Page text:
Want to stir up some controversy amongst siblings? Tell them which one science says is smarter. A recent study about how first-born children are more intelligent than their siblings basically broke the internet as brothers and sisters argued about who has a higher IQ.
It's one of those topics that nearly everyone has an opinion on, because we are all either a first-born or laterborn child. Yet even the experts can't seem to agree on the ways your birth order affects the rest of your life.
and reported some truly interesting finds. Now you can blame your parents for having you last if you never become a CEO.
If you're the youngest:
You're more likely to be self-employed, even if your parents aren't.
found that last-borns develop a rebellious nature, and are more inclined to assume the risks that come with self-employment as they age.
You're more likely to participate in risky activities.
that laterborns are more likely to take risks and participate in dangerous sports. That explains why your youngest sibling wants to go skydiving so badly.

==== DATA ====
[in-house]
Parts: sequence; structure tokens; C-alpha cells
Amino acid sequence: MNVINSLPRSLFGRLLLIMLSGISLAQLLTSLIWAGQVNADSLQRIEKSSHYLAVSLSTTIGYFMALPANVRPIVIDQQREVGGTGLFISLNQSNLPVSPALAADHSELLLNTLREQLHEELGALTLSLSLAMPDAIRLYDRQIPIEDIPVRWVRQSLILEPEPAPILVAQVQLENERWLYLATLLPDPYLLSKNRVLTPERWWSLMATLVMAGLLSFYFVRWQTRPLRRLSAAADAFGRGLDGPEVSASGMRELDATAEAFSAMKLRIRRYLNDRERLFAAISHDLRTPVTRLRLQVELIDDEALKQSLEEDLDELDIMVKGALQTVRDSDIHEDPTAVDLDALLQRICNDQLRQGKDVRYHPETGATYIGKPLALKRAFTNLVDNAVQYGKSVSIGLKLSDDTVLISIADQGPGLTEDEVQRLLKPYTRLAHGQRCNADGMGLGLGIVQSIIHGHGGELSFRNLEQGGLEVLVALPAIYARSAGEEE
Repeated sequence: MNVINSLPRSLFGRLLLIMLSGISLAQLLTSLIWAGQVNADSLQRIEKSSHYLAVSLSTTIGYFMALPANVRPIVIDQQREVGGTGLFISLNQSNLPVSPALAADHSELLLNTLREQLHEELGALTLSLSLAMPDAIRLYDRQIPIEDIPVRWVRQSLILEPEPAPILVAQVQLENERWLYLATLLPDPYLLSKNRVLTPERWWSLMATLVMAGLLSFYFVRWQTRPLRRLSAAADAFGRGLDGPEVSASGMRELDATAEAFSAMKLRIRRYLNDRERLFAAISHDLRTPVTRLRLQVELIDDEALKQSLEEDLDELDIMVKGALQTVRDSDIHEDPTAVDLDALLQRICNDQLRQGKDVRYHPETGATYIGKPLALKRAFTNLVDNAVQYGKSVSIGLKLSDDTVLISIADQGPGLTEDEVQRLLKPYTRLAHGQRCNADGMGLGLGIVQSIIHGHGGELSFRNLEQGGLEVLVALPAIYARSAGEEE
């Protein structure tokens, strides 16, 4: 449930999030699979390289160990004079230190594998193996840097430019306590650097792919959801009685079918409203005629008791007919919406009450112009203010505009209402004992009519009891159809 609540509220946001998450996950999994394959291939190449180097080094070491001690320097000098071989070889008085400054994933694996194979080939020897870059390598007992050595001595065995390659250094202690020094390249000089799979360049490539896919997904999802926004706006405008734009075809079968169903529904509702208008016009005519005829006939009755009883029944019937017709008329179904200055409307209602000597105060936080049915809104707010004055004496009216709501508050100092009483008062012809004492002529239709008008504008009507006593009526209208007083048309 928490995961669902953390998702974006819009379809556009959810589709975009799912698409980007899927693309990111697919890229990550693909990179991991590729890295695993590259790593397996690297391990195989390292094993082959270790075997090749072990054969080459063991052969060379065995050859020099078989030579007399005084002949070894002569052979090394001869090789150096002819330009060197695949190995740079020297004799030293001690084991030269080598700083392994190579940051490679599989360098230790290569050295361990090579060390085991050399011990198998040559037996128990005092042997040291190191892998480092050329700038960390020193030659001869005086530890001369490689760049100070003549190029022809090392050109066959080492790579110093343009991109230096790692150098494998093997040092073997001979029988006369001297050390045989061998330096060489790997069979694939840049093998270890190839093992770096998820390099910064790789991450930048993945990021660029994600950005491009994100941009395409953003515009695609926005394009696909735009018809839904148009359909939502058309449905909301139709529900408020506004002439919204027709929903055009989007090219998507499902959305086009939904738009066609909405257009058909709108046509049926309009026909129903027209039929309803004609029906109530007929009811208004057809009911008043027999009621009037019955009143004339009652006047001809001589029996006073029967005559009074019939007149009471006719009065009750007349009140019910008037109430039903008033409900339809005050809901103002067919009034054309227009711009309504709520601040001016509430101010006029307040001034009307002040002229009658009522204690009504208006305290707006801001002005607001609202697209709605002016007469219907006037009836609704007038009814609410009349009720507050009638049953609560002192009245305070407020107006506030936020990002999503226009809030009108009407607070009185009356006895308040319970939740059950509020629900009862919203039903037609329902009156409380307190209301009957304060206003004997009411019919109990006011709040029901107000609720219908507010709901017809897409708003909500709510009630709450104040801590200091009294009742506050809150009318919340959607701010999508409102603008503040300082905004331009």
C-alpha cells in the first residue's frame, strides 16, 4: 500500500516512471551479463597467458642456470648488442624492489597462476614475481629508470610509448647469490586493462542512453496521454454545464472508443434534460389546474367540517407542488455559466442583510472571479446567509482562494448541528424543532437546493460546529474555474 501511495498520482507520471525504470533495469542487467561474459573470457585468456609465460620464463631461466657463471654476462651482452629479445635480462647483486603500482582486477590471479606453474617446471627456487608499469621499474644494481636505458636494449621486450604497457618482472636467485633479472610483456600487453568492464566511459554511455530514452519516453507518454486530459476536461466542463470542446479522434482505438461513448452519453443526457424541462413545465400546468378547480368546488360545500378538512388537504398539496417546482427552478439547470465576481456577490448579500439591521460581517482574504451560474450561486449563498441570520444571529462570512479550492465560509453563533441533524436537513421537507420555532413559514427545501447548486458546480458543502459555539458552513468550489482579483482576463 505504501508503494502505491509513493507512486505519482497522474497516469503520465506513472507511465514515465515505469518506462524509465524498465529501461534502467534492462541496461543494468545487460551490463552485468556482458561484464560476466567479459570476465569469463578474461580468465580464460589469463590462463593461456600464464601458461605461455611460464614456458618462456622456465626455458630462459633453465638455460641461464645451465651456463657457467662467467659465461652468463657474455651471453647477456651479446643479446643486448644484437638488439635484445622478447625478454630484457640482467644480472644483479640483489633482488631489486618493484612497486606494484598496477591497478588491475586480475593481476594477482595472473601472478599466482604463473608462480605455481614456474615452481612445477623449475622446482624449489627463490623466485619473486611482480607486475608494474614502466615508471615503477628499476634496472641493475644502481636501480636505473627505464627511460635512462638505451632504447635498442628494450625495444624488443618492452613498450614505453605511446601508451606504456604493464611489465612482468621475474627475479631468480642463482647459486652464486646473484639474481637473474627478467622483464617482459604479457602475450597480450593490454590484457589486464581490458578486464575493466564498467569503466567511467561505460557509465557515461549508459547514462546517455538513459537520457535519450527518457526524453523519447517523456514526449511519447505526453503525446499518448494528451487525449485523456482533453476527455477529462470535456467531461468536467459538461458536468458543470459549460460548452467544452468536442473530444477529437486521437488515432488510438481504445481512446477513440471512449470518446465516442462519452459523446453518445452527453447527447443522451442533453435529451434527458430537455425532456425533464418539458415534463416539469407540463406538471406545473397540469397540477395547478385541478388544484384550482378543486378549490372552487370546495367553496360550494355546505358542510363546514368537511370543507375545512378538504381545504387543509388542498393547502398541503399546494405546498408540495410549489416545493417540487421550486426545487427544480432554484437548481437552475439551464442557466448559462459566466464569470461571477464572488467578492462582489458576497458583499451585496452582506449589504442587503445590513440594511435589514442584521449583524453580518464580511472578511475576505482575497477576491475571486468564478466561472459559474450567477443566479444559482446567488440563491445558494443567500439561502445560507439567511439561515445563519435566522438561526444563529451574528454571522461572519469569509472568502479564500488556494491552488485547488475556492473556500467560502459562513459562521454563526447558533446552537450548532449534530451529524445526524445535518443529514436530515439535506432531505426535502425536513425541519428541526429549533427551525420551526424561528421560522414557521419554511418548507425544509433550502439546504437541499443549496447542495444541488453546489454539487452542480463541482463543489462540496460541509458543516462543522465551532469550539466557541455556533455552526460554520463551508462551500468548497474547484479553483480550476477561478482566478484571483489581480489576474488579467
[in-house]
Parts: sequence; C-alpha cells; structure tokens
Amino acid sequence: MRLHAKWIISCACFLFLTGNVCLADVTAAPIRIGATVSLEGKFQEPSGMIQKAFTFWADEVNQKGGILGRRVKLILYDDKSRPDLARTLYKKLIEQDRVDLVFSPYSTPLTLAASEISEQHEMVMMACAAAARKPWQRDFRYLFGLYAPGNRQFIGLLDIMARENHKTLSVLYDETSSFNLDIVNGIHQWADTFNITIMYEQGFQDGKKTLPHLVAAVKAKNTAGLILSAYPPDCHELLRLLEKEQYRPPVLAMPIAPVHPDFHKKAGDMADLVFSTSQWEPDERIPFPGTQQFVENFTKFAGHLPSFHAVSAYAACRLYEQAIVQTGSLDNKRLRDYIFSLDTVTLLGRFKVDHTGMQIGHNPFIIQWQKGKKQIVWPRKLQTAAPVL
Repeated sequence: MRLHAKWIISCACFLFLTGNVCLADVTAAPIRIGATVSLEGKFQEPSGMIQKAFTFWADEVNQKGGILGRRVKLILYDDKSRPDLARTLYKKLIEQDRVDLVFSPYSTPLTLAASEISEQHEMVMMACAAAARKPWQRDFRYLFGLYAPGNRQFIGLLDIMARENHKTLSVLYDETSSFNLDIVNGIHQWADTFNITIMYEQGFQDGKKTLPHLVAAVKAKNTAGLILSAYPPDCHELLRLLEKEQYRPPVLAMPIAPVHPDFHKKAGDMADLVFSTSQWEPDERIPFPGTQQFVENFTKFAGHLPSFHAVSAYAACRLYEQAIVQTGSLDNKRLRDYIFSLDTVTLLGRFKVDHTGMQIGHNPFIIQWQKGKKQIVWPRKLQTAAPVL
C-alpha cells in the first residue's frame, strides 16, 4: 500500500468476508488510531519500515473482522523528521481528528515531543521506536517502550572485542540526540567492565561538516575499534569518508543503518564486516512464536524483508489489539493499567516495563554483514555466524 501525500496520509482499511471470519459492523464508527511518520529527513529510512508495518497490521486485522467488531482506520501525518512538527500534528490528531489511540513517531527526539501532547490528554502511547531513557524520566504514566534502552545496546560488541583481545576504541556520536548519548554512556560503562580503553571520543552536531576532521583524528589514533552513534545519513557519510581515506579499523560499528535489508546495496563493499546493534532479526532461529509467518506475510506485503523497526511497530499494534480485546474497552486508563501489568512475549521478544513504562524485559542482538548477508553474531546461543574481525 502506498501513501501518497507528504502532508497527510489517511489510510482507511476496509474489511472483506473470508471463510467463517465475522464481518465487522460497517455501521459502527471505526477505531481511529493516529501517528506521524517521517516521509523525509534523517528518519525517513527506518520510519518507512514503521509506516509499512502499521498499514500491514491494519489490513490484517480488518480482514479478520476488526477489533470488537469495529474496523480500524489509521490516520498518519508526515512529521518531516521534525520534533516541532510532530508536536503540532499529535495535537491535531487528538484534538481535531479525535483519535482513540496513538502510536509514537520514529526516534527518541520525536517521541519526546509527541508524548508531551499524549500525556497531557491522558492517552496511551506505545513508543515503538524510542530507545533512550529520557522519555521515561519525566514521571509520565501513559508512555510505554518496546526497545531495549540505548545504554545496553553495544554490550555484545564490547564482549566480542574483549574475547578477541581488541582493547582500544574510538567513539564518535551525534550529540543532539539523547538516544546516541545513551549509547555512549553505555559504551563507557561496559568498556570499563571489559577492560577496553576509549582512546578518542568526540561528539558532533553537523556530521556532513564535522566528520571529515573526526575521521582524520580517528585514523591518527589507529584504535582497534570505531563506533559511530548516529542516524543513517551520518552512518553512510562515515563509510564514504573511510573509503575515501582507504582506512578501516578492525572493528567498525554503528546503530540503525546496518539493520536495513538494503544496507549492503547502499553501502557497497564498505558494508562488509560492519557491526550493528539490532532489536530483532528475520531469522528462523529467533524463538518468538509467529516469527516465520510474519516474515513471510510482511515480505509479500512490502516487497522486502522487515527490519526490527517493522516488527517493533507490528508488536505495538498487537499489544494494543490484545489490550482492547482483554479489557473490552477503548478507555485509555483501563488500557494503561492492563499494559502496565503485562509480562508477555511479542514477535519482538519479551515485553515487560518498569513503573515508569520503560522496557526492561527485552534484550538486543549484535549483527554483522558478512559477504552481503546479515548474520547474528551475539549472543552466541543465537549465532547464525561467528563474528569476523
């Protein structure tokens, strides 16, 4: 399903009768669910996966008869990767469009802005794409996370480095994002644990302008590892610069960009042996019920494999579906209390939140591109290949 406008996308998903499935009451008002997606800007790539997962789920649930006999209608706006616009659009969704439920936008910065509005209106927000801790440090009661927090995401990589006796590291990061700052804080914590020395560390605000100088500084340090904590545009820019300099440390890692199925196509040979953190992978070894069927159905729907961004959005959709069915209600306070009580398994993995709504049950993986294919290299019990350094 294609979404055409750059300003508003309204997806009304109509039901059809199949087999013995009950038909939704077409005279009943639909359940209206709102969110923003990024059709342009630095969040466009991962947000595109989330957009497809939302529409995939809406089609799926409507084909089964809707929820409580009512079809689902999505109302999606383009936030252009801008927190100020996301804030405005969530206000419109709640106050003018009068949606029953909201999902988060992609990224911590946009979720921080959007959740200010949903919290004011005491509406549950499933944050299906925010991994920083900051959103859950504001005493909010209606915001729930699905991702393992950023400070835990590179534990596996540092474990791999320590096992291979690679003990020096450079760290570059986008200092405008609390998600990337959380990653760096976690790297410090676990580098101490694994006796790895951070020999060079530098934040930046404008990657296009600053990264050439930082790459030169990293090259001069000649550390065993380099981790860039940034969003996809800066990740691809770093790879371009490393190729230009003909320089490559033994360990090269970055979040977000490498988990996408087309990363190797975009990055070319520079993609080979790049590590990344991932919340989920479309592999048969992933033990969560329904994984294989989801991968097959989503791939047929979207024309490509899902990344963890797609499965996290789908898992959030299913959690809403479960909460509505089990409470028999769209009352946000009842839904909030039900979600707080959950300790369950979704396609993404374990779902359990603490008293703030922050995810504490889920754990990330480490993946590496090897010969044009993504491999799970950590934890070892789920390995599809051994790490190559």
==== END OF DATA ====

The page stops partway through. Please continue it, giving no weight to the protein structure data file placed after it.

If you're the middle child:
You're more likely to help others.
that middle children are more likely to exhibit "prosocial" behavior, meaning they're altruistic and will put the needs of other people before their own.
If you're the oldest or only child:
You're more likely to succeed in conventional ways.
that without siblings around, oldest and only children grow up surrounded by adults who are smarter than they are—and the best way to please them is through conventional successes.
You're more likely to hold a leadership role at work.
Some research suggests that firstborns are political leaders or CEOs. Only children and firstborns identify better with their parents and authority, and therefore tend to be more conformist, academically inclined, and confident. These traits can manifest in the workplace when it comes to moving up the ranks.
Regardless of your birth order:
You're likely to be be friends with someone with the same birth order as you.
that youngest children are likely to form close relationships youngest children, middle children with other middle children, and so on.